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It isn’t easy being present.

Sure, you can show up. For what it’s worth, that is half the battle.

But, once you’re there…then what?  How are we present within the situation?

Here are some ideas:

  1. Don’t have an agenda
  2. Be aware of your own anxiety
  3. Strive to be a Non-Anxious Presence

These are things I learned while taking part in CPE (Clinical Pastoral Education). I’ve been reminded of these three things over the last 9 years in the pastorate.

How many times do we walk into a situation with an agenda?

Almost every time.

We want to see our kids succeed. Wewant to see them throw the perfect spiral, catch the perfect lob, field the perfect ball… you get the idea. We want Our kids to act a certain way, at certain times, under certain circumstances.

But, guess what. They are kids. It doesn’t always work out as planned.

So, if we really want to be present with them; then we leave our agenda at the door. We focus solely upon them. We want to play their game, not get them to play ours.  There is a time and place for that; just not all the time.

Aware of my own anxiety…What?!

Yeah, exactly,

I hate to break it to you; but you’re full of it… I mean, Anxiety!  It is also known as Worry.

We worry about our kids performance, and all sorts of things.

You know what I’ve found out about my Anxiety?  I’m horribly selfish about it. Yes, I want my kids to succeed, but there is an insidious monster underneath. It can raise it’s head at the worse of times. Like, when I’m preaching and my eldest gets away from his handlers; bolting to the platform.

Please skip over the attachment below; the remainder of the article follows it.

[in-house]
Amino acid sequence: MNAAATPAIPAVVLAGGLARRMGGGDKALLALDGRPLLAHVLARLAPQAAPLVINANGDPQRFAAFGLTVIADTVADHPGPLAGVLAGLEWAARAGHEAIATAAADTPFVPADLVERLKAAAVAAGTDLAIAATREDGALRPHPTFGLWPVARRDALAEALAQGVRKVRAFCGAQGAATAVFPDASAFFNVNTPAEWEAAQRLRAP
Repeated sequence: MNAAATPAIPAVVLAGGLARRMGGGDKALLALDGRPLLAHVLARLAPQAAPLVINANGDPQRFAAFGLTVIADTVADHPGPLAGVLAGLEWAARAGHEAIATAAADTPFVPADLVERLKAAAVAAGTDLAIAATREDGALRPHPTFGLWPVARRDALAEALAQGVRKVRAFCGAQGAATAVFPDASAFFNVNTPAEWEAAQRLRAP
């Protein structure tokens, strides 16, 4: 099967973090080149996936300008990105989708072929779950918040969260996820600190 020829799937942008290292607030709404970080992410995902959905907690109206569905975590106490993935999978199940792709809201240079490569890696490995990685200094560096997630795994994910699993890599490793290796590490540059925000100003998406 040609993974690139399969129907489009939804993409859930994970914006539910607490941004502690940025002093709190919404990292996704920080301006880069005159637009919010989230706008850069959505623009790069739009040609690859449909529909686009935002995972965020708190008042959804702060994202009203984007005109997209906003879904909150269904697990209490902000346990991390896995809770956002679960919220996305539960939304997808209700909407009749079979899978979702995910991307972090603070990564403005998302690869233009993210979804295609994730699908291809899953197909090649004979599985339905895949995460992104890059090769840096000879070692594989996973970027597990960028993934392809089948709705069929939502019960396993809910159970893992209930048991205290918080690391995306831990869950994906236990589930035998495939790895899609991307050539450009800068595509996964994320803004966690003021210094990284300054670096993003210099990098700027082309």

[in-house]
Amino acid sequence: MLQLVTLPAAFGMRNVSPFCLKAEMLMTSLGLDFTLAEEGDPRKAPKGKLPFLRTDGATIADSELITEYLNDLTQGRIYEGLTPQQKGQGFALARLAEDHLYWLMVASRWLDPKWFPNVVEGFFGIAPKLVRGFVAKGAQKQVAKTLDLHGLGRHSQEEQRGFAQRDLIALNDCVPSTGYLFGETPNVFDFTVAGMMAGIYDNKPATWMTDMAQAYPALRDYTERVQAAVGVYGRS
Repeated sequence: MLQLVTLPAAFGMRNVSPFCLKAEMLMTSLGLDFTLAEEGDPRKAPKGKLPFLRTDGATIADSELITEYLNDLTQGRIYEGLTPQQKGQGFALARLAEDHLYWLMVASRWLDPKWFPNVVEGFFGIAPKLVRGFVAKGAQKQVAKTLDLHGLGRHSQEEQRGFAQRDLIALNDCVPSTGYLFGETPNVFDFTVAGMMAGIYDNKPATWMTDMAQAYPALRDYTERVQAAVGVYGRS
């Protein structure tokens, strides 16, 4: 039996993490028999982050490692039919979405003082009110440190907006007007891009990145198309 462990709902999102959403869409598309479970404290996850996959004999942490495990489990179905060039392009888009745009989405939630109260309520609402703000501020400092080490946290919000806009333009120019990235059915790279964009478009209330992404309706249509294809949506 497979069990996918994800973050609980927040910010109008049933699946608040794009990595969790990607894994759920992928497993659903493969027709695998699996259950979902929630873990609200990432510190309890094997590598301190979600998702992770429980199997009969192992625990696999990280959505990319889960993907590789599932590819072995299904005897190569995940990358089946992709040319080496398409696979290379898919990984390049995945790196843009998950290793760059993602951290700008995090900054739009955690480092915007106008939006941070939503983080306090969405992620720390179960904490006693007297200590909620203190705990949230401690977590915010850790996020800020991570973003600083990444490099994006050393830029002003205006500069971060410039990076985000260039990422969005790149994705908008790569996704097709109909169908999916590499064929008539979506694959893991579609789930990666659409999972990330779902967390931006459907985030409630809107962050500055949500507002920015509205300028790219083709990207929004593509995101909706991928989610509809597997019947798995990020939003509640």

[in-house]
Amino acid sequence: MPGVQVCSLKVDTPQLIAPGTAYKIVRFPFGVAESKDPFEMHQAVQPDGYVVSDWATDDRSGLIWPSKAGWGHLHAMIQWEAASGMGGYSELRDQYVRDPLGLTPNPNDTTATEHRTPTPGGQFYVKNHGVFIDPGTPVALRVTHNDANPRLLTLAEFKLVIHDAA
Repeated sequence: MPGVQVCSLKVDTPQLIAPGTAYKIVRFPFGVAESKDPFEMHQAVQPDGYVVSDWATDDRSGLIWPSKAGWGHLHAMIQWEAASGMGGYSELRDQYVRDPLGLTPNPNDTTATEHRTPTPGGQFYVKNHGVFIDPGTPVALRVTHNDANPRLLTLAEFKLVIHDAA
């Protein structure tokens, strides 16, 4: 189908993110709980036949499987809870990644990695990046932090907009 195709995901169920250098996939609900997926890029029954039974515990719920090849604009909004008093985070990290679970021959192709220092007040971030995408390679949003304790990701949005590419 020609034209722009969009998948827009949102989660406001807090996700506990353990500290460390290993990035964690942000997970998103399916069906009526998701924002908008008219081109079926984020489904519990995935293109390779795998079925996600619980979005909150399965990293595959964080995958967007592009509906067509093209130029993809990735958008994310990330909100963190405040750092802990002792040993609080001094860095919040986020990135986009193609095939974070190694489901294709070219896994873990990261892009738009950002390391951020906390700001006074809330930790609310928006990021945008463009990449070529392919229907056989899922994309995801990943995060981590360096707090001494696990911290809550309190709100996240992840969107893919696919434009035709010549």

It is terribly embarrassing.

You see, to many times our anxiety concerning our kids has a lot to do with how they make us look.

Does it make us look like poor parents? Does it make us look like pushovers? Does it make us look bad.

Our anxiety is also related to our comfort level. If we feel uncomfortable with a situation, then our anxiety level rises. To often we want to change the situation to make us feel comfortable; include the situation with our children.

We need to let go of that. Our comfort isn’t always what’s most important.

Of course the key is to be aware of our anxiety level. If we aren’t aware of it, then it can control us. All it takes is for us to take a step back from the situation and do a little bit of reflection. It won’t take more than a second. That one moment, stepping back, can keep us from making horrible mistakes.

Lastly, what does it mean to be a Non-Anxious Presence?

Basically, we are talking about being calm in the midst of the storm. When I worked in ER as a chaplain, I many times felt like the eye of a hurricane. Often, I would walk into a sitting area, the families are climbing up the wall. I would introduce myself, and just start listening. I would be still, empathetic, give direct eye contact, every now and then asking a clarifying question.

Be calm.

Be there.

Don’t be distracted.

Things would soon begin to calm down in reaction to my own non-anxious presence.

We have to remember, our kids learn more by what’s “caught” than what’s “taught.” They will do what we do, they will react the way we react, they will be our own little “mini-me.”

We have to exert a little bit of self-control. We choose to act, and not to react. We are the adults. We are the mature ones. We have much more power than our children do.

Let’s act like it.

Would you have anything to add to the list to help us be more present with our families?

Tim

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